October 30, 2022 New(ish) Astrophotography Tools

Camera geek info:

  • Panasonic DMC-GF7 set at f/2.5, 30 second exposure, ISO 800
  • LUMIX G 14/F2.5 II, 14 mm fixed
  • Tripod

Camera geek info:

  • Panasonic DMC-GF7 set at f/2.5, 10 second exposure, ISO 6400
  • LUMIX G 14/F2.5 II, 14 mm fixed
  • Tripod

Since summer 2021, I’ve been acquiring some more advanced astrophotography tools (toys?).  

My first and biggest acquisition was a new tracking mount with GoTo capability, an iOptron CEM40.  This was my first GoTo tracking mount, and it is amazing.  It is so much easier to enter the object to point towards and watch the mount rotate to point the camera there than to iterate on camera images to find the object.  It is also a beautiful mechanical device.  I bought it because of its design and because it is relatively lightweight but could still handle the 8” or 10” telescope I eventually wanted to get.  However, it came with a steep learning curve.   

One thing I learned was that there are two different alignments that need to be done: the polar alignment to physically align the tracking axis with celestial north, and the GoTo alignment.  Just polar aligning is not sufficient.

For polar alignment, the mount comes with a polar alignment camera, but when I got it, the software only ran on a PC, which I did not have (there is a Mac version now, but I have not played with that yet).  So I was using the polar iterate align option with the digital display on my camera, and that was a slow, frustrating, and sometimes unsuccessful process.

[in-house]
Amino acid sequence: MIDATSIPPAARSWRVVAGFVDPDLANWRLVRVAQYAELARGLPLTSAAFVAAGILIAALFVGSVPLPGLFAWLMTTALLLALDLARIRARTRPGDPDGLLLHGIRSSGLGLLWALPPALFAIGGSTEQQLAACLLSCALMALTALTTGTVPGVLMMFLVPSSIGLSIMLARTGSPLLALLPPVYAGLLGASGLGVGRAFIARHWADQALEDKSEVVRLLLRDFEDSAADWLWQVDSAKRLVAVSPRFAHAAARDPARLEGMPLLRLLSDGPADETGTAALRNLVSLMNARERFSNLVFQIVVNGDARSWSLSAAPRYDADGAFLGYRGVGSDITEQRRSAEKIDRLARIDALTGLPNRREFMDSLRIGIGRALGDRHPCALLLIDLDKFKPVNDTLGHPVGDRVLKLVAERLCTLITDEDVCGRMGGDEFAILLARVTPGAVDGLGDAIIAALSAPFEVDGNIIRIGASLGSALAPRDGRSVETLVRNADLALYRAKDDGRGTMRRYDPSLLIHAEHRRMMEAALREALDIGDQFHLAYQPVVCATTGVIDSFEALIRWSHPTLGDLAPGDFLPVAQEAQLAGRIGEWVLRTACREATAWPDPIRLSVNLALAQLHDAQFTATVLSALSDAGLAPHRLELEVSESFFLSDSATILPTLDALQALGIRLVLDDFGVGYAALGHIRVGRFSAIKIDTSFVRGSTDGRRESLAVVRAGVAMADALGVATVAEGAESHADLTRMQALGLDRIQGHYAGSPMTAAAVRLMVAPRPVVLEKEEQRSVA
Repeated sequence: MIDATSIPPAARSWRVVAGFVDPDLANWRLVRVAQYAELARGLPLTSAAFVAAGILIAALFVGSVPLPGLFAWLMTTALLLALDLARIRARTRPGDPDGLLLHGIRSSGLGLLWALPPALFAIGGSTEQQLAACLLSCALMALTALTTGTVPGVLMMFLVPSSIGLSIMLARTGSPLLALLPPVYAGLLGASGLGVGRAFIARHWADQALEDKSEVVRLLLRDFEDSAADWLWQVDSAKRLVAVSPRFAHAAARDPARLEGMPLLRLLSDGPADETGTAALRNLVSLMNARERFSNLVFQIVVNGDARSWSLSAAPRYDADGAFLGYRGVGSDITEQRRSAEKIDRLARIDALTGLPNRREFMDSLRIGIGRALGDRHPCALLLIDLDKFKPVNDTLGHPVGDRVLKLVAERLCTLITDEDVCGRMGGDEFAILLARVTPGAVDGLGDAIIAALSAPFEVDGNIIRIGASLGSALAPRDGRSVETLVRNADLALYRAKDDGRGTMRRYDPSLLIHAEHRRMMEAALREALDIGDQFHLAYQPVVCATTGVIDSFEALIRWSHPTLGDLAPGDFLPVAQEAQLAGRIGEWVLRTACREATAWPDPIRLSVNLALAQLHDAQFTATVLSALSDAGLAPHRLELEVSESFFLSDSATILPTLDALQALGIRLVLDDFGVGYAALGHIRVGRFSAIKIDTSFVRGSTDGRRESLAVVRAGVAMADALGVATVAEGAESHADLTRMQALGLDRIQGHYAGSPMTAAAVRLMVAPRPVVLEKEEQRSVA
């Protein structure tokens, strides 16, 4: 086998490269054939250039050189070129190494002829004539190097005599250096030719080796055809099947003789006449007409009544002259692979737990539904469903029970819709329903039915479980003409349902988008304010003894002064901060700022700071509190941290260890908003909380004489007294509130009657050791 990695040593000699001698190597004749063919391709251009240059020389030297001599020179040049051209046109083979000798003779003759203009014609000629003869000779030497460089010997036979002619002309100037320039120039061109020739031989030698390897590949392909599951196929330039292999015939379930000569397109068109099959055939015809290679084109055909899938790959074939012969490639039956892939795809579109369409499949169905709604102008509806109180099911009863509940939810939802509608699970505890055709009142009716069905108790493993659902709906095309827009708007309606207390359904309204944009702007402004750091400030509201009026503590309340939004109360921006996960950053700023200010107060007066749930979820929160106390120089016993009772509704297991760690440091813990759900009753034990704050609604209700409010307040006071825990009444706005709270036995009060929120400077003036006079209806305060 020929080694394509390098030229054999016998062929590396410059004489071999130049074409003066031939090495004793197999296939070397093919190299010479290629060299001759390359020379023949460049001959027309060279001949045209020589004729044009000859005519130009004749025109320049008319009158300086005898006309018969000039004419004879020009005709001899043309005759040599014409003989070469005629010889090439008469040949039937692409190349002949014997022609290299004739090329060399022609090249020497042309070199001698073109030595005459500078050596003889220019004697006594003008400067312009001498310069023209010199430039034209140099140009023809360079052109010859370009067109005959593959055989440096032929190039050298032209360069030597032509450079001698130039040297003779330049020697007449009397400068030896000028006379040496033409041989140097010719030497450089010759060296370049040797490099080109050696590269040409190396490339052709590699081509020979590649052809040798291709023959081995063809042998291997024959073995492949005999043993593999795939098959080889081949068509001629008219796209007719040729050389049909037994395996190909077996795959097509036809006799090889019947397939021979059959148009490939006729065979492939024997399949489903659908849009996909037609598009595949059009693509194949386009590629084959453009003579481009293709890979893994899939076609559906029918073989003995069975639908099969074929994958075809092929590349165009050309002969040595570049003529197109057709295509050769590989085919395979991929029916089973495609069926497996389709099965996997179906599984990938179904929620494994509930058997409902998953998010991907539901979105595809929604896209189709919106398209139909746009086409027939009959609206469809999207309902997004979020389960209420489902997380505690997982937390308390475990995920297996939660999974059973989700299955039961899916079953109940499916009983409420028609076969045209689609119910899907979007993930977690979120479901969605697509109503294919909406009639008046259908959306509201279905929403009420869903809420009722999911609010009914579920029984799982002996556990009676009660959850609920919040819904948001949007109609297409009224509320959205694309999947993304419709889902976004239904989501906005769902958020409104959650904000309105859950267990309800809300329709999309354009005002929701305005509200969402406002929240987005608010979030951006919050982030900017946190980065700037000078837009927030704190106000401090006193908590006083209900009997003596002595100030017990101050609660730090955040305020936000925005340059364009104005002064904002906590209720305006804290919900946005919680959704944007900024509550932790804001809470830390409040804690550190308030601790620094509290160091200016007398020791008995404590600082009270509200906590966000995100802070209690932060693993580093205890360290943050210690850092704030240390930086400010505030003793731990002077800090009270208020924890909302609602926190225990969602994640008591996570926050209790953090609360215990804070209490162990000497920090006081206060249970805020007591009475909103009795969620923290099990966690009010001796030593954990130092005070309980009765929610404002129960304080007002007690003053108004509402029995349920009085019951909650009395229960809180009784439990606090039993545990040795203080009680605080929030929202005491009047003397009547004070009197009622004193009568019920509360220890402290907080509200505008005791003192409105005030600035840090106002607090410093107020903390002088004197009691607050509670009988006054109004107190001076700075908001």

For the GoTo alignment, I use the three star alignment technique.  I read that the mount will try to combine new alignment measurements with the previous ones, so I delete the old alignment data prior to aligning.  I also search for zero position to get the mount set prior to doing any alignment.

My second acquisition was a Celestron StarPointer Pro Finderscope.  It made a huge improvement in my ability to align the tracking mount over using my camera screen to align it.  

My third acquisition was a Williams Optics Zenith Star 73 III APO telescope.  It is a 430 mm focal length, 73 mm diameter two element refractor.  It is a beautiful piece of hardware.  Although it is significantly smaller than what I originally intended to get, I picked it because I wanted to photograph larger objects such as the Andromeda Galaxy and because the larger the telescope gets, the more difficult it is to point.  And since I was still struggling with alignment … 

My fourth acquisition was a very low end PC to interface with the polar alignment camera.  It made a huge improvement in my ability to polar align the tracking mount.  What, even with a finderscope, was a slow and frustrating process, is now a less than 2 minute process, and much more accurate.

With all that, and a lot of trial and error, I am now very pleased with the images that this setup is producing.  As a teaser, here is a picture of the Andromeda Galaxy (M31).  

Camera geek info:

  • Canon EOS 60D in manual mode, 179 second exposure, ISO 1600, custom white balance 3500K
  • Williams Optics Zenith Star 73 III APO telescope
  • Williams Optics Flat 73A
  • iOptron CEM40

Expect to see more in the future!